Next up: cocktails at The Lambs Club, which you might recognize as one of the renowned restaurants owned by Geoffrey Zakarian, who we profiled in the January/February 2015 issue. Our recommendations: try the Sasha’s Tale (Templeton rye, rubarbo, vermouth, averna, absinthe rinse) and the Gold Rush (bourbon, lemon, honey).
Feeling more than ready to sit down, light cigars, and not move a whole lot for a while, we made our way back to the Nat Sherman Townhouse while smoking some Panamericanas in the 5x50 Epicure format, which is perfect for this kind of New York City stroll. After settling into the lounge, we moved on to some Nat Sherman Timeless and enjoyed an impressive cigar industry impersonation by Mike. We can’t tell you who he did, but we can tell you we were in stitches, he did it so well.
Unfortunately, Mike had a flight to catch early the next day so he couldn’t stick around for the rest of our romp through Manhattan. On the other hand, though, we were very fortunate to be able to meet for dinner with someone who appears elsewhere in this very issue of Cigar Snob: restaurateur Alessandro Borgognone. He invited us to dinner at Lidia Batianich’s restaurant, Felidia, which is a place of great significance to his career. Alessandro grew up around the restaurant business, but it wasn’t until he spent time working in that kitchen that he discovered his passion for the industry. It was also appropriate given his perspective on the New York food scene.
“The city is moving toward a greater appreciation of classics,” Alessandro said. “This place is a classic.”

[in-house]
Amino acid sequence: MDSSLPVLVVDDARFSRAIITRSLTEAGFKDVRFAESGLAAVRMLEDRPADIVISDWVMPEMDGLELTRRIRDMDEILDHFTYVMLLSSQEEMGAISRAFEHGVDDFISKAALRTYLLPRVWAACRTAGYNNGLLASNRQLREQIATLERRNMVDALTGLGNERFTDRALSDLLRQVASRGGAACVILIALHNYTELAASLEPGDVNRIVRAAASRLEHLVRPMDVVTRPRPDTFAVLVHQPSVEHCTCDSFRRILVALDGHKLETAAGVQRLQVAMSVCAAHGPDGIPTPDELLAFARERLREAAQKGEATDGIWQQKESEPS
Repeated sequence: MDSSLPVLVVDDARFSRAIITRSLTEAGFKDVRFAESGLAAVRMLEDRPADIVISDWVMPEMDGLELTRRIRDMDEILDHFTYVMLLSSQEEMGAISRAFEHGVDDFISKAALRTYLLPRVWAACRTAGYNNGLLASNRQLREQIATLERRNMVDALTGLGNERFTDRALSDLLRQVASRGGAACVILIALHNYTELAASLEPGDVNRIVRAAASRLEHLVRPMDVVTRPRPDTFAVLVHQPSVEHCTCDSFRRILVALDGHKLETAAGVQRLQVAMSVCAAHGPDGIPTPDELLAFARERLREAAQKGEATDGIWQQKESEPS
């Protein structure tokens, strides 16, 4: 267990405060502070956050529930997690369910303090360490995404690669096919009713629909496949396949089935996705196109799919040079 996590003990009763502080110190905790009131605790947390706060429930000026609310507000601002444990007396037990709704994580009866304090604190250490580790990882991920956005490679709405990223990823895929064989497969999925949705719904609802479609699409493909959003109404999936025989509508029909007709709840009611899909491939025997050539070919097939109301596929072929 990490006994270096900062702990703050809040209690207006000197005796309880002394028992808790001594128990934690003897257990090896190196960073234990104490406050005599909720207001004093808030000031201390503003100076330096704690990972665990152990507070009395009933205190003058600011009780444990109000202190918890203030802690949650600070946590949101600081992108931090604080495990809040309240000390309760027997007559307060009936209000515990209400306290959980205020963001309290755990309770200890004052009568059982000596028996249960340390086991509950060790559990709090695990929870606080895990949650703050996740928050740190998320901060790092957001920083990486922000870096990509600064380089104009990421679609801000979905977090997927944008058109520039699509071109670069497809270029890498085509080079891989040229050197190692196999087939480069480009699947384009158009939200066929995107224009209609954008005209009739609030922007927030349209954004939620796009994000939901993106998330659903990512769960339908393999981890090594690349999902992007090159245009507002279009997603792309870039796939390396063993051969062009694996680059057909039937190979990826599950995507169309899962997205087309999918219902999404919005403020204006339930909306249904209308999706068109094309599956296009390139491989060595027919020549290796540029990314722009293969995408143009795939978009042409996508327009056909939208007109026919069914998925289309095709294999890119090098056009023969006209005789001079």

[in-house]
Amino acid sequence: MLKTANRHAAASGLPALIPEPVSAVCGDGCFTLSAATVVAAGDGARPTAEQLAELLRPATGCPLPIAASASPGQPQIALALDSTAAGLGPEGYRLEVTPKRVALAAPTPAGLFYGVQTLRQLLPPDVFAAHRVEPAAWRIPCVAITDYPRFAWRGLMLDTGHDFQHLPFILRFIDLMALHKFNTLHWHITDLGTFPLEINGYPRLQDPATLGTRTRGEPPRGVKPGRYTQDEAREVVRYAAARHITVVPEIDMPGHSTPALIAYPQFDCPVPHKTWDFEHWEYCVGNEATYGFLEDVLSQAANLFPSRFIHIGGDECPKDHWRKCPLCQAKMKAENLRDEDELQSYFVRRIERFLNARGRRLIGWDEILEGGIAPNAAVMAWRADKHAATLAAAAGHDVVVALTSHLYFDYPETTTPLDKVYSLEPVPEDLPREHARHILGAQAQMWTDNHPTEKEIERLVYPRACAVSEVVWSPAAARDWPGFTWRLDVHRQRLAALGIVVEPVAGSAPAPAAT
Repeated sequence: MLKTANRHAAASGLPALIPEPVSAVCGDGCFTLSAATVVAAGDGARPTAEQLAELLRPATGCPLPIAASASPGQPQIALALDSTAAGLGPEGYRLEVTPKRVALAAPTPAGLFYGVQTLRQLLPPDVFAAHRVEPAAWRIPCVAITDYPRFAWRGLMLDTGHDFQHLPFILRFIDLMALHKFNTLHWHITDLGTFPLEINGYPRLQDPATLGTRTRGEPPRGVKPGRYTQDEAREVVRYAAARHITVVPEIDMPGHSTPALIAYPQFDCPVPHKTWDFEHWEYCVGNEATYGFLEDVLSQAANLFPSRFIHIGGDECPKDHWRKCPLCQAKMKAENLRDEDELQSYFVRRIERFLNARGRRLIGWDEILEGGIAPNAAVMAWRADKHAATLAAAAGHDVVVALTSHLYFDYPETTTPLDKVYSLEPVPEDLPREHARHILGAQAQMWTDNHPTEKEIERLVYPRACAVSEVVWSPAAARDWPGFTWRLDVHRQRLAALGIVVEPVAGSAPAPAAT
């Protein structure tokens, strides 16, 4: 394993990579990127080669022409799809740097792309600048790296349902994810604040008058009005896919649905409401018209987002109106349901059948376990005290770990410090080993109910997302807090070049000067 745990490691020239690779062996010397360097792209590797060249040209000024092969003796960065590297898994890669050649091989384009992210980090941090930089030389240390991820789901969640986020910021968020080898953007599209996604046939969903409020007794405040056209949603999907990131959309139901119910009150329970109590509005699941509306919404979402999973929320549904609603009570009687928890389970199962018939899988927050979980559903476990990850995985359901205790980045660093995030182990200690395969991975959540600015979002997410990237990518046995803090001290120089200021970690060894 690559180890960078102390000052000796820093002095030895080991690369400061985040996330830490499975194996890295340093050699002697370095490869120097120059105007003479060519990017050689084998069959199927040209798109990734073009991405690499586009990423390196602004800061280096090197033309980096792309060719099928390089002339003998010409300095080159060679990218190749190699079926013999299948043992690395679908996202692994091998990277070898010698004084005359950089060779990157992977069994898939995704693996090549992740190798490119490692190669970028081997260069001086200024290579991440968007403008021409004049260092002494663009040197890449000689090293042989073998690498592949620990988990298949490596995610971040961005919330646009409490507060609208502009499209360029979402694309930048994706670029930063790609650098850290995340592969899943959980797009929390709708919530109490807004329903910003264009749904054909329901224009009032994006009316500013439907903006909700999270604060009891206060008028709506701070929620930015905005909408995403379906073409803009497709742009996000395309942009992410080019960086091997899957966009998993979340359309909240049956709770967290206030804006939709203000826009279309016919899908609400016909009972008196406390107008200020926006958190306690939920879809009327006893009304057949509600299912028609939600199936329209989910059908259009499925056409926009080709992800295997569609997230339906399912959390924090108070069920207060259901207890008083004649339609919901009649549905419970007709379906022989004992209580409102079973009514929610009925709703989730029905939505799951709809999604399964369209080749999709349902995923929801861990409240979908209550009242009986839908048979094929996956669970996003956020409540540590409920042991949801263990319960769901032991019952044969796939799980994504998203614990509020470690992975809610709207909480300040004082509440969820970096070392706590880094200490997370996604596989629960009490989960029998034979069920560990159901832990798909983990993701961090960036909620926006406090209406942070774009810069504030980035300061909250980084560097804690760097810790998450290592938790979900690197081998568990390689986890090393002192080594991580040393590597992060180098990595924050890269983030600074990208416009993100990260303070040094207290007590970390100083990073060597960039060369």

Our meal was essentially a tasting menu that included Nantucket Bay scallops; Ravioli stuffed with veal and pork and topped with truffle; paccheri with goat ragout and andouille sausage; roasted veal tenderloin; and all manner of decadent, delicious things. We paired it all with a bottle of wine: Conterno’s 2009 Barolo Cascina Francia.
It’s no wonder this place inspired him to pursue a career in food. Today, he’s known for — among other things — having transformed his own family’s restaurant, Patrizia’s, into a highly respected group of four restaurants, as well as for having opened Sushi Nakazawa, which has become the city’s hottest sushi restaurant.
Alessandro wasn’t able to join us for a cigar after the meal, but he did make sure to recommend his own neighborhood shop in Staten Island.
“Carmine’s Cigars,” he said. “It’s on Richmond Road in Staten Island. It’s a lovely place. But what makes it really, really lovely is the majority of people that go there are blue collar. They’re in the fire department, they’re police officers, small business owners and so on. The conversation is amazing. And the day that I don’t want to spend by myself smoking, I smoke there.”
We ended our last night in New York at Club Macanudo, which is on the Upper East Side on the corner of Madison Ave. and E 63rd St., near the south end of Central Park. If you love cigars and you have not been here, you need to add it to your to-do list immediately. A diverse crowd gathers in this luxurious setting for cigar smoking, great drinks, and top-notch service. It’s great for dates, business, or a night out with friends. Most notably, though, it’s one of very few places in New York — or anywhere, for that matter — where you can eat, smoke, and drink indoors.
TIP: Make sure you won’t be turned away because you don’t meet the requirements of the dress code. “Club Macanudo requires gentlemen to wear collared shirts. Tee shirts, athletic attire/sneakers, shorts and ip ops are strictly prohibited,” according to the Club Macanudo website.
We met with a few friends: Nick Nanavichit, whose Nsolo Consulting Group is behind some of the coolest cigar brand packaging and swag you can get your hands on; Brian Shapiro of Oliva Cigar; and Brian’s son Aaron. We started off smoking Macanudo Inspirado Orange before moving on to the Oliva Serie V Melanios that Brian had brought along. We caught up, reminisced, and found excuses to toast with each round of Old Fashioneds, losing track of time as anyone might when there are friends, drinks, and great cigars.